And they take security here very, very seriously. Which is nice, because they’re pro-active about dealing with crime. In a nutshell: You can avoid crime (moreso) than in Costa Rica, here. Which, in a sense, is more like the States.
    With the exception of black swans, you can protect yourself by living in a good barrio. You can’t do that so much, in Costa Rica.

  • Chuck

    Sally–interesting comment about no privacy in banking. I’ve been reading about CR and a couple of sources have written about how much privacy there is in the S.A.s (corporations) that many people apparently use to protect assets and make transfers easier. I wonder if the bad guys have the same access to (1) the bank account balances of an S.A. and (2, and maybe more importantly) the names and addresses of the actual people who own the S.A. If privacy works in an S.A., maybe that’s the place to put one’s CR assets? Alternatively, I think somebody on the CR Living group recently recommended keeping most of one’s money in U.S. or other strong foreign banks.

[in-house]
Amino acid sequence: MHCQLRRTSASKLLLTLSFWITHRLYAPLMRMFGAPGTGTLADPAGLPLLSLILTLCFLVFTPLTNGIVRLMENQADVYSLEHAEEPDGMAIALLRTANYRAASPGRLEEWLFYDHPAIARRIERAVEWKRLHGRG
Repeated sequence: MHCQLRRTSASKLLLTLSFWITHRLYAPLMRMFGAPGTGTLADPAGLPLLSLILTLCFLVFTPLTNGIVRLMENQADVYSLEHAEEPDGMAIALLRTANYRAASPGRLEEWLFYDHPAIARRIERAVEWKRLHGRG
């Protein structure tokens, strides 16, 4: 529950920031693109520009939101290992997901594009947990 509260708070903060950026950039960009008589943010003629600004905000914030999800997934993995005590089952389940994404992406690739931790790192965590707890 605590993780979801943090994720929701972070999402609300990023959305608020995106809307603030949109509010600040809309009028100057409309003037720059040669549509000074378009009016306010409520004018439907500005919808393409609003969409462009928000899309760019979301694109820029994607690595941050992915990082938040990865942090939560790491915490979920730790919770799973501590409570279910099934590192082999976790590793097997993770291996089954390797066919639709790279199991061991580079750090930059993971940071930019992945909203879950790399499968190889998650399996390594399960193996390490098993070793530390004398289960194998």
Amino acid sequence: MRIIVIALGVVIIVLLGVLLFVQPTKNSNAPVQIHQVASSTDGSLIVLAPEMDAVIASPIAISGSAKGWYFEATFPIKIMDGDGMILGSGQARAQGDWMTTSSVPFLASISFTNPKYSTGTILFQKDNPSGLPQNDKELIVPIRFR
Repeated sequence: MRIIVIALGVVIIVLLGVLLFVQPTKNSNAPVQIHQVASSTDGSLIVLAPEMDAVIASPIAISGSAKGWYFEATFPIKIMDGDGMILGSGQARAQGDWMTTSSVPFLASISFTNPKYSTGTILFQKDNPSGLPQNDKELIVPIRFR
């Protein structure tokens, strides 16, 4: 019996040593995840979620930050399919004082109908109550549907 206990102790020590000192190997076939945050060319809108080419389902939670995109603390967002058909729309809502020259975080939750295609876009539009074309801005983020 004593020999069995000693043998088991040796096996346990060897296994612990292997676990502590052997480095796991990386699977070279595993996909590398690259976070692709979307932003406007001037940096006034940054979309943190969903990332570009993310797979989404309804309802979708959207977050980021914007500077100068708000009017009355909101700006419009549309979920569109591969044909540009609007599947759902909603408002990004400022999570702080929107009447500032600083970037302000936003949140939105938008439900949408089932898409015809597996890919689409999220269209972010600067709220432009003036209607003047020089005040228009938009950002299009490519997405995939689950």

• CRJ, Bogota sounds lovely, but I can’t move to another foreign country. It’s either the USA or here. And for now, I choose here. And we are most likely staying in Escazú – we like where we live. There are tons of expats successfully living here… we are persistent, we will figure this out. If we absolutely can’t, we will do the next thing on the list… we’ll see.
    Chuck: the real lack of privacy stems from bank employees talking. I think I wrote about my corporate account – that is the S.A. account. The only way we are connected to this S.A. is via our books which are totally private – we are not even in the registro – and on the signature cards. So… either someone at the attorney’s office (and I really don’t think it was them for a lot of reasons). Or someone at the bank. Those are the only two ways to have gotten our name in connection with that account. I keep all the money I can now in the U.S. But for the rentista, I gotta have some here…